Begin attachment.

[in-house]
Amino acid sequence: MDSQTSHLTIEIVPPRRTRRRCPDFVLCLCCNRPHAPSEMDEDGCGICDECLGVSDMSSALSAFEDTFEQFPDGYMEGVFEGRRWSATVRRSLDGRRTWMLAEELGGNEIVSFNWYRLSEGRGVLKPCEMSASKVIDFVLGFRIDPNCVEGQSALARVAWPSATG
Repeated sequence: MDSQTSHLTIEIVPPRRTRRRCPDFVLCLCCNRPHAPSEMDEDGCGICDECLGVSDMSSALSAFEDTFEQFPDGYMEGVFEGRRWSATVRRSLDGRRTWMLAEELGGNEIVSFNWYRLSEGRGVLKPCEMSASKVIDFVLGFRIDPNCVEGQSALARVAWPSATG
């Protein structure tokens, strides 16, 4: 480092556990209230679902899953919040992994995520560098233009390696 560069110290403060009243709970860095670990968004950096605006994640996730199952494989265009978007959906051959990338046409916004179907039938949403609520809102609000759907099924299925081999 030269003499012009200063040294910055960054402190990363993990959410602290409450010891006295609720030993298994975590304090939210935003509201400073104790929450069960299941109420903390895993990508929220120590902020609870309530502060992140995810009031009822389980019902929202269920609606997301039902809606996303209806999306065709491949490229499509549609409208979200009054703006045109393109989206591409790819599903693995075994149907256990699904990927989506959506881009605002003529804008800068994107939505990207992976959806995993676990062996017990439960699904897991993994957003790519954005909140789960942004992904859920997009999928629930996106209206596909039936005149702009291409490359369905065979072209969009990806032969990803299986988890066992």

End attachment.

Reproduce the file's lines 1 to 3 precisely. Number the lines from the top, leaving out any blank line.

[in-house]
Amino acid sequence: MDSQTSHLTIEIVPPRRTRRRCPDFVLCLCCNRPHAPSEMDEDGCGICDECLGVSDMSSALSAFEDTFEQFPDGYMEGVFEGRRWSATVRRSLDGRRTWMLAEELGGNEIVSFNWYRLSEGRGVLKPCEMSASKVIDFVLGFRIDPNCVEGQSALARVAWPSATG
Repeated sequence: MDSQTSHLTIEIVPPRRTRRRCPDFVLCLCCNRPHAPSEMDEDGCGICDECLGVSDMSSALSAFEDTFEQFPDGYMEGVFEGRRWSATVRRSLDGRRTWMLAEELGGNEIVSFNWYRLSEGRGVLKPCEMSASKVIDFVLGFRIDPNCVEGQSALARVAWPSATG